Effectiveness of the fault predictions is assessed using two different metrics. We compare the effectiveness of the standard model to augmented models that include variables related to developer counts, to inter-file calling structure, and to information about specific developers who modified the code.
We also evaluate alternate prediction models based on different training algorithms, including Recursive Partitioning, Bayesian Additive Regression Trees, and Random Forests.
Thomas J. Ostrand, Elaine J. Weyuker

Software Analysis

Natural Language-Based Software Analyses and Tools for Software Maintenance

Significant portions of software life cycle resources are devoted to program maintenance, which motivates the development of automated techniques and tools to support the tedious, error-prone tasks. Natural language clues from programmers’ naming in literals, identifiers, and comments can be leveraged to improve the effectiveness of many software tools. For example, they can be used to increase the accuracy of software search tools, improve the ability of program navigation tools to recommend related methods, and raise the accuracy of other program analyses by providing access to natural language information. This chapter focuses on how to capture, model, and apply the programmers’ conceptual knowledge expressed in both linguistic information as well as programming language structure and semantics. We call this kind of analysis Natural Language Program Analysis (NLPA) since it combines natural language processing techniques with program analysis to extract information for analysis of the source program.
Lori Pollock, K. Vijay-Shanker, Emily Hill, Giriprasad Sridhara, David Shepherd

Text Retrieval Approaches for Concept Location in Source Code

Concept location in source code is an essential activity during software change. It starts with a change request and results in a place in the source code where the change is to be implemented. As a program comprehension activity, it is also part of other software evolution tasks, such as, bug localization, recovery of traceability links between software artifacts, retrieving software components for reuse, etc. While concept location is primarily a human activity, tool support is necessary given the large amount of information encoded in source code. Many such tools rely on text retrieval techniques and help developers perform concept location much like document retrieval on web. This paper presents and discusses the applications of text retrieval to support concept location, in the context of software change.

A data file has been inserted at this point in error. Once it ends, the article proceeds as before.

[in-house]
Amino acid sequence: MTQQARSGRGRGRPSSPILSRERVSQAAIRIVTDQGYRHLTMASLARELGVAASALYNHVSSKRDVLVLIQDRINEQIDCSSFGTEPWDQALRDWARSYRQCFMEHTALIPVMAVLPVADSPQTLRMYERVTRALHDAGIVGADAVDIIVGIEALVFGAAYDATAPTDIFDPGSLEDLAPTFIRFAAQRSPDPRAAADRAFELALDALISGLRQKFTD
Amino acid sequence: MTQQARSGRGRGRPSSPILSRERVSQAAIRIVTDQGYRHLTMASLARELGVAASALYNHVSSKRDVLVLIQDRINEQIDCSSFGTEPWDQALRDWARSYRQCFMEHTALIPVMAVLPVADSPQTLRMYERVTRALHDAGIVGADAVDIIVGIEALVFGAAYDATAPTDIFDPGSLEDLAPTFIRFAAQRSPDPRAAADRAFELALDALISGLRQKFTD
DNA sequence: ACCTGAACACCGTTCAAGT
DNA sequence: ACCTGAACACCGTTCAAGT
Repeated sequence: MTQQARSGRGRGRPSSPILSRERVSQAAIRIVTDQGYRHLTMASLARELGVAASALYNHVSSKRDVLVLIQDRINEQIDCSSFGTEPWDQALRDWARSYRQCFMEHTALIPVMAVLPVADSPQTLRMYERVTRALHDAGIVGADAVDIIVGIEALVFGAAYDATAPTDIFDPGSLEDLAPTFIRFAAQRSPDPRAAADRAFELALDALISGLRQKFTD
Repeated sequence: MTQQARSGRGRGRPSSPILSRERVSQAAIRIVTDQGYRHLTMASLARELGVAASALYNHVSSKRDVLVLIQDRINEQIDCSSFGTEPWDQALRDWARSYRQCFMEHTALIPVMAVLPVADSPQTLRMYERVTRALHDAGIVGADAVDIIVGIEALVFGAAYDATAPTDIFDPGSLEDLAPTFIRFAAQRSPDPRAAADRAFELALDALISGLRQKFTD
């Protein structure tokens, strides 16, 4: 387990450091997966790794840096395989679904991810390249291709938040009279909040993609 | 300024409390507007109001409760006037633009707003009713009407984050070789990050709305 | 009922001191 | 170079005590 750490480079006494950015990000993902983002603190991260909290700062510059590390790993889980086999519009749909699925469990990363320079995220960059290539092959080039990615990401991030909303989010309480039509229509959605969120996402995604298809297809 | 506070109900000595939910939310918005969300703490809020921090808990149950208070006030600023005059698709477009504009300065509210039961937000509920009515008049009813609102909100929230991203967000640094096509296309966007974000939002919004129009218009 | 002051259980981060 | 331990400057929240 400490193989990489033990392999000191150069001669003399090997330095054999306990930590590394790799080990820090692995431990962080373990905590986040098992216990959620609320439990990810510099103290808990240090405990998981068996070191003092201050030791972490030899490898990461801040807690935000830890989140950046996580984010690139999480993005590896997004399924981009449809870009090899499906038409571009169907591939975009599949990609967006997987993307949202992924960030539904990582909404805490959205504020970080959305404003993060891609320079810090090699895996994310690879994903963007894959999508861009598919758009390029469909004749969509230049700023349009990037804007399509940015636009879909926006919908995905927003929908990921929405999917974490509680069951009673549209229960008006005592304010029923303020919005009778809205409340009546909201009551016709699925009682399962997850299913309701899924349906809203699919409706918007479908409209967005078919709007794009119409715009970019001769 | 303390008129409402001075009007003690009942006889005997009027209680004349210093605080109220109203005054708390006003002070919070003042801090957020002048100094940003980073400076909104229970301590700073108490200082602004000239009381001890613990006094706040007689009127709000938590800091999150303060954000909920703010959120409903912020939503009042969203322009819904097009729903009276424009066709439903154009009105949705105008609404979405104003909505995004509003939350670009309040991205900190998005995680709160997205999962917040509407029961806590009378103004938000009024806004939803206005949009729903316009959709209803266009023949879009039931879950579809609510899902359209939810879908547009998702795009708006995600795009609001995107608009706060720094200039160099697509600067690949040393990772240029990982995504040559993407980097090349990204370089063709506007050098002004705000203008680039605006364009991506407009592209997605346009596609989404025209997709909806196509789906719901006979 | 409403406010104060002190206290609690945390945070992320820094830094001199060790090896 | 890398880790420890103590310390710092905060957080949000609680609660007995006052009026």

Andrian Marcus, Sonia Haiduc

Discovering Services

This tutorial paper presents an overview of existing approaches for service discovery and describes a service discovery framework that can support both static and dynamic service discovery. The framework and its extensions have been developed within the EU 6th Framework projects SeCSE and Gredia and the EU 7th Framework Network of Excellence S-Cube.
Andrea Zisman

Software Management

People-Centered Software Development: An Overview of Agile Methodologies

This chapter gives an overview of agile software development processes and techniques. The first part of the chapter covers the major agile project management techniques with a focus on project planning. Iteration planning and interaction design approaches are given special focus. The second part of the chapter covers agile quality assurance with a focus on test-driven development and the state space of testing. Current problems in agile testing, including measuring test quality and testing applications with large state spaces, are discussed.
Frank Maurer, Theodore D. Hellmann

Open Source Practices in Software Product Line Engineering

This chapter presents a short introduction to software product line engineering. It describes experiences of introducing software product line engineering in industry followed by a discussion on some problems in product line engineering originating from the distributed organisation that is involved in many cases. It addresses how solutions originating from open source software development may be used to solve the mentioned problems, and it describes some cases where open source practices have shown to be very useful.
Frank van der Linden